Birmingham Trojan Horse letter 'no hoax'
- 16 July 2015
- From the section Birmingham & Black Country
A letter outlining a plot by some Muslims to take over schools in Birmingham was "no hoax", according to the city's education commissioner Sir Mike Tomlinson.
The anonymous Trojan Horse letter, discovered in 2013, included advice on installing school governors.
It has been the subject of four major inquiries.
Sir Mike said he believed many details in the letter "were happening [in schools], without a shadow of doubt".
The letter outlined a plan to bring in new school governors, undermine head teachers and ultimately introduce changes sympathetic to the group of conservative Muslims.
"Whatever anybody says, it was no hoax," Sir Mike said.
He said evidence uncovered in inquiries by the Department for Education (DfE) and Ofsted "mirrored what was said in the letter".
Sir Mike's comments add to a volume of opposing views on the origins of, and claims contained in, the letter.
The former Ofsted chief, appointed by the government in September, is tasked with overseeing improvements in Birmingham in the wake of the controversy.
The Trojan Horse 'plot'
A letter, anonymously written, was passed on to Birmingham City Council by a "concerned citizen" in November 2013 and came to light the following March.
It purports to be advice to a contact in Bradford with instructions on how to install new governors with the aim of taking over schools and introducing Islam-friendly changes.
The letter reads: "I have detailed the plan we have in Birmingham and how well it has worked and you will see how easy the whole process is to get the head teacher out and your own person in."
Almost exactly a year ago, a government inquiry led by former counter-terrorism chief Peter Clarke found "sustained action carried out by a number of associated individuals to introduce an intolerant and aggressive Islamist ethos into a few schools in Birmingham".
Birmingham City Council said while there were problems with governance in some schools, there was no evidence of a plot.
It has since introduced new rules for appointing governors.
Tahir Alam, the former head of governors for Park View Education Trust and named directly in the Trojan Horse letter, said he had always argued its claims were nothing more than "a myth".
He was forced to resign last July and now faces the possibility of being permanently banned from involvement in education.
Trojan Horse inquiries
- 9 June 2014: Investigations by Ofsted lead to five schools being placed in special measures. The same month Ofsted chief Sir Michael Wilshaw says there is evidence of an "organised campaign to target certain schools".
- 10 June 2014: An Education Funding Agency investigation prompts warnings to academies they could lose funding.
- 17 June 2014: Parts of Peter Clarke's report for the DfE are leaked to The Guardian newspaper. Mr Clarke says he has found "clear evidence" of people in positions of influence in schools who "espouse, sympathise with or fail to challenge extremist views".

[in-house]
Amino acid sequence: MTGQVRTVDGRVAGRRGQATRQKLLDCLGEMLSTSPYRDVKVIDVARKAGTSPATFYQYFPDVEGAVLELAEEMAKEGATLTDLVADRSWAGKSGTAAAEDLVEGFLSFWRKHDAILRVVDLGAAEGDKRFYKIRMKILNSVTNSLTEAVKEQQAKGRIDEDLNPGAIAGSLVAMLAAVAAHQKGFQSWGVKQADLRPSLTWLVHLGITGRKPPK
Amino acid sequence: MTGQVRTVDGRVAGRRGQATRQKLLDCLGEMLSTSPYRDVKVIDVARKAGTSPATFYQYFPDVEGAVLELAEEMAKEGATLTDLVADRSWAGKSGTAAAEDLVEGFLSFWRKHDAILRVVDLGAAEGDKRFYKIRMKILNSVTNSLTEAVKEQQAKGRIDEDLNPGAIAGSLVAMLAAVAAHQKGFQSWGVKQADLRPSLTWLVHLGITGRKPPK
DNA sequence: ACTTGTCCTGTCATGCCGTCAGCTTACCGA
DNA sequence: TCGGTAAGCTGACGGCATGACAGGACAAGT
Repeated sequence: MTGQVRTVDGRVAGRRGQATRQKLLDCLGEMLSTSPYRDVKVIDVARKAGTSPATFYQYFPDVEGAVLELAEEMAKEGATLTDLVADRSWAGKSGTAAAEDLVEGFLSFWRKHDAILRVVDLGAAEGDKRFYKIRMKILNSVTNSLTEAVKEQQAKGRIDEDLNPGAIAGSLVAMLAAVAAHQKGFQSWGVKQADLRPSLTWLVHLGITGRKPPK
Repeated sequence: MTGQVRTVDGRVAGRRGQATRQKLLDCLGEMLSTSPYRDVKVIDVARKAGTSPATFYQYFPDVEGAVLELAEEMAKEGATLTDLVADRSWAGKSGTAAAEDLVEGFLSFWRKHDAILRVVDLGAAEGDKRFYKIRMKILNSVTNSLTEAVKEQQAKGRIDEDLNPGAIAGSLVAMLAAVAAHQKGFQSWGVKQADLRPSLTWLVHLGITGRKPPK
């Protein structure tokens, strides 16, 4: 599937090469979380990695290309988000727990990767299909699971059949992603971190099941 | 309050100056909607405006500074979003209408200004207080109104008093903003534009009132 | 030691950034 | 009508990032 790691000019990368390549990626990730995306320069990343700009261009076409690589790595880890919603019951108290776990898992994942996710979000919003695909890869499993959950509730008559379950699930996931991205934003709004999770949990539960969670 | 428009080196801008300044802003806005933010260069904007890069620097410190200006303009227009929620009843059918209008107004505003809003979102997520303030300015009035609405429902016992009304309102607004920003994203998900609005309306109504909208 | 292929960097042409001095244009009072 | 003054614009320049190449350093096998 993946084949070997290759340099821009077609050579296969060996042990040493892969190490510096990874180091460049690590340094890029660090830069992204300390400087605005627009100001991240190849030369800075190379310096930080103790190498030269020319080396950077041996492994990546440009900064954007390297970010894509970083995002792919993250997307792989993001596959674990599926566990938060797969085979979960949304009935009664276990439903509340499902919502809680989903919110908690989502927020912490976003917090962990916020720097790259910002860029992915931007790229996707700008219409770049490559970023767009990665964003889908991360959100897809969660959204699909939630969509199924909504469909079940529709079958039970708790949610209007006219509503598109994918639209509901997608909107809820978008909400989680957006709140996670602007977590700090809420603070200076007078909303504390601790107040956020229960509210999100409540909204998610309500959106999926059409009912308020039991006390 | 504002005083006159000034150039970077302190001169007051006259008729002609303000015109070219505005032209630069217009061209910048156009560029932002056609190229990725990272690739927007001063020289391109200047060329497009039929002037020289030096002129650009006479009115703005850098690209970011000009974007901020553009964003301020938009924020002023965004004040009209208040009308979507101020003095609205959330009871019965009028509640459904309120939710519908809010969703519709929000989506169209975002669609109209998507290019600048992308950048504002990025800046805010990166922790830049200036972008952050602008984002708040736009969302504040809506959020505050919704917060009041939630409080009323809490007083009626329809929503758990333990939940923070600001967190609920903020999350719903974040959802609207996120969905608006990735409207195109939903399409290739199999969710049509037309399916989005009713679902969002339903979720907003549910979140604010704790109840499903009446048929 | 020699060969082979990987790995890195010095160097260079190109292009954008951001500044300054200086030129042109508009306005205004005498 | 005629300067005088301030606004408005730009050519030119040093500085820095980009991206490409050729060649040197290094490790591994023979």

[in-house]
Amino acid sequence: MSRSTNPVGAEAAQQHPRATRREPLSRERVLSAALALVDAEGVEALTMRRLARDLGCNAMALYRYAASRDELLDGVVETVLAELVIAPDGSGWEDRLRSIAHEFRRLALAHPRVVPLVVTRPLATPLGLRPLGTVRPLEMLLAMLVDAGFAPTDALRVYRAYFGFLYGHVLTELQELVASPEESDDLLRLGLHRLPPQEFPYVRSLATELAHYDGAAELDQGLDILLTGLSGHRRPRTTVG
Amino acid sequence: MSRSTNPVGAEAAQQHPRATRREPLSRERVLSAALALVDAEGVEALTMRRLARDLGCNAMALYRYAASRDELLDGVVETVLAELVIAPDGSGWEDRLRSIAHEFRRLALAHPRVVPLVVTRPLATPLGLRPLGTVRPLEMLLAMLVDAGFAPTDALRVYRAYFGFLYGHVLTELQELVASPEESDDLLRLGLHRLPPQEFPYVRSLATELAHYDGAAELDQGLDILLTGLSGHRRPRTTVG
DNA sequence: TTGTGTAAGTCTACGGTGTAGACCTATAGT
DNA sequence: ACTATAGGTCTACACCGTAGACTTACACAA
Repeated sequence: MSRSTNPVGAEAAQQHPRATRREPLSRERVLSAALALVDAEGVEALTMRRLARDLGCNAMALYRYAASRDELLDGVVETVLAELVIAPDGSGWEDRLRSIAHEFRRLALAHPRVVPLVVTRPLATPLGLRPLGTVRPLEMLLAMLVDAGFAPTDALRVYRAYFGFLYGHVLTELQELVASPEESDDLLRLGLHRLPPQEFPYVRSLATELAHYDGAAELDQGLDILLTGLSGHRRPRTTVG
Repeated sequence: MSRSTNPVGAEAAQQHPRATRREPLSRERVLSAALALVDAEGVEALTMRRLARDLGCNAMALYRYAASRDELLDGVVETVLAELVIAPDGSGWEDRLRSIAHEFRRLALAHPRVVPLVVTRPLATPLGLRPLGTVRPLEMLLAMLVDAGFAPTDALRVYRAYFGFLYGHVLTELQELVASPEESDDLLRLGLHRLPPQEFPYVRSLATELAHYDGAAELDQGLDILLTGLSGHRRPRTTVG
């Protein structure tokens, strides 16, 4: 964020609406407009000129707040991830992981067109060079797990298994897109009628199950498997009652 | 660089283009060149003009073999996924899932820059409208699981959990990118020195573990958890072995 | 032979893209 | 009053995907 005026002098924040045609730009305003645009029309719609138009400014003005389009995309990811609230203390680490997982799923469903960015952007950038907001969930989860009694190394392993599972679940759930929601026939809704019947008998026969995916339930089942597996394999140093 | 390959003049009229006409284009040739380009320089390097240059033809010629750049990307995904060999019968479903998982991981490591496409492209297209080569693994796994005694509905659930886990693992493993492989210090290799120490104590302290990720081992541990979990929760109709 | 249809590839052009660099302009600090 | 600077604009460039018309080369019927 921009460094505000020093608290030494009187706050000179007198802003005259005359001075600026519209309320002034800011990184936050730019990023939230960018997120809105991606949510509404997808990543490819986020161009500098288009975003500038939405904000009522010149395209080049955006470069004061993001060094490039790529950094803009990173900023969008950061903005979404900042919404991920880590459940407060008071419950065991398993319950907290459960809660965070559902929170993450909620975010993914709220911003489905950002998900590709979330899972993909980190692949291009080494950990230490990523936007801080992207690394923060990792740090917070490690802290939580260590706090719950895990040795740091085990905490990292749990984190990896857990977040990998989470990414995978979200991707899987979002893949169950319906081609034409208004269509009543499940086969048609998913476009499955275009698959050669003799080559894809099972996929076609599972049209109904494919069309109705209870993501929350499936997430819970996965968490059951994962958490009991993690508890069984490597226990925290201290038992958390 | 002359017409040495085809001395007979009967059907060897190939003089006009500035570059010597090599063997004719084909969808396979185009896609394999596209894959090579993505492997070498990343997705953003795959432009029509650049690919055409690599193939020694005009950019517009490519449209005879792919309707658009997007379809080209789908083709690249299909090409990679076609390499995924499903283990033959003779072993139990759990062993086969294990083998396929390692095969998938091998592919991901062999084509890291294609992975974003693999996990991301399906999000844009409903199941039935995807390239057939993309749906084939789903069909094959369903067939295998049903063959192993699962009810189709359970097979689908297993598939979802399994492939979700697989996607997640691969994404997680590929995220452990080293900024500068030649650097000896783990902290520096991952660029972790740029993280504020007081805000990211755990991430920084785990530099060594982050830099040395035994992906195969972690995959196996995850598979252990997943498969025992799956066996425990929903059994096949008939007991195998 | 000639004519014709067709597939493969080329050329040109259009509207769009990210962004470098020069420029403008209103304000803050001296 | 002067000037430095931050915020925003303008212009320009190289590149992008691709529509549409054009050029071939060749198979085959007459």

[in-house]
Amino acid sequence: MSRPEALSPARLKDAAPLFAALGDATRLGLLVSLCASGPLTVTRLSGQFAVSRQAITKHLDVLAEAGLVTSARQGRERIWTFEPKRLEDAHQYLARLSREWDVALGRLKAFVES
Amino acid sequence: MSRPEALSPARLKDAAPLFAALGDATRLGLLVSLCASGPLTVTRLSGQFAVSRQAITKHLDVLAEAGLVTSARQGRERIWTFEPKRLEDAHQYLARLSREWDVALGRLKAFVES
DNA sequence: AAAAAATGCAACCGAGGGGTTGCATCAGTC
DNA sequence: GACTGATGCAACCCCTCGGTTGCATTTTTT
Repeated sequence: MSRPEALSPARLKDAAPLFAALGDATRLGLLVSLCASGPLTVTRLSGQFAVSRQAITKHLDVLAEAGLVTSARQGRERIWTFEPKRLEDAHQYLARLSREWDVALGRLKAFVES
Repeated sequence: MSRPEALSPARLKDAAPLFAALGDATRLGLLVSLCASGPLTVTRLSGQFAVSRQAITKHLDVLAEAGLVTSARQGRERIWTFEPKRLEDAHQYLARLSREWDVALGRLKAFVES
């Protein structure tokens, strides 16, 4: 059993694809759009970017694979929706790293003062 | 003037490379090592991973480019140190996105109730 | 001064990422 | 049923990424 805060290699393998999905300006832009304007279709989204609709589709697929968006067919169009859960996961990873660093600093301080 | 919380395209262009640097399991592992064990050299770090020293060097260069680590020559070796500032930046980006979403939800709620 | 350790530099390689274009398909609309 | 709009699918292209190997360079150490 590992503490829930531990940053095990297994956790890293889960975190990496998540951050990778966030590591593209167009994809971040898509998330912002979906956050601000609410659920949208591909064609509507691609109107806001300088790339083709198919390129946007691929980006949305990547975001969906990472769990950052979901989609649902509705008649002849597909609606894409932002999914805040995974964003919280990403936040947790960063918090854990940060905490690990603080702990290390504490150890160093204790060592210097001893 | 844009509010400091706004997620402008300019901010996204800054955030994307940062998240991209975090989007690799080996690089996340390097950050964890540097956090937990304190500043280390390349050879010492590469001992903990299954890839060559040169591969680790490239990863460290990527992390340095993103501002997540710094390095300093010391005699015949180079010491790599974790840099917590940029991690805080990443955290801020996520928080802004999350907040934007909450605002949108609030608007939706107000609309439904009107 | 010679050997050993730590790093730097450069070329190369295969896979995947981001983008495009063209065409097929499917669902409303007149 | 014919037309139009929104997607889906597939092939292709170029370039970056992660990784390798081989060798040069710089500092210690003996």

- 18 June 2014: Birmingham City Council publishes key findings from its independent inquiry, led by Ian Kershaw. It finds "no evidence of a conspiracy to promote an anti-British agenda, violent extremism or radicalisation in schools".
- 17 March 2015: A report for the Education Select Committee concludes there was evidence of only one incident of extremism or radicalisation and "no evidence of a sustained plot".
- 27 June 2015: The DfE criticises the select committee for "downplaying" the seriousness of events in Birmingham and "undermining" efforts to tackle extremism.
Sir Mike said there had been "significant changes" over the past year since the report by Peter Clarke.
"One of the most important things right now is that we have much improved governance in schools, we have much-improved safeguarding, helped by the creation of a multi-agency hub," he said.
However, Sir Mike said work remained to improve "community cohesion".
Progress in Birmingham was also highlighted by Sir Michael Wilshaw on Tuesday.
In a letter to Education Secretary Nicky Morgan, he said the picture was "improving slowly", although problems remained at the schools placed in special measures last year.
Anderton Park Primary was not part of the official inquiries, but its head Sarah Hewitt-Clarkson said she had experienced similar pressures to those highlighted by the Trojan Horse letter, including intimidation from governors and opposition from the local community over issues such as sex education classes.
She said while measures recently introduced, such as new rules for governors, had improved matters, issues raised by the official inquiries had "not gone away".
Sir Mike Tomlinson's full interview with BBC Midlands Today is on BBC One in the West Midlands from 18:30 BST on 16 July.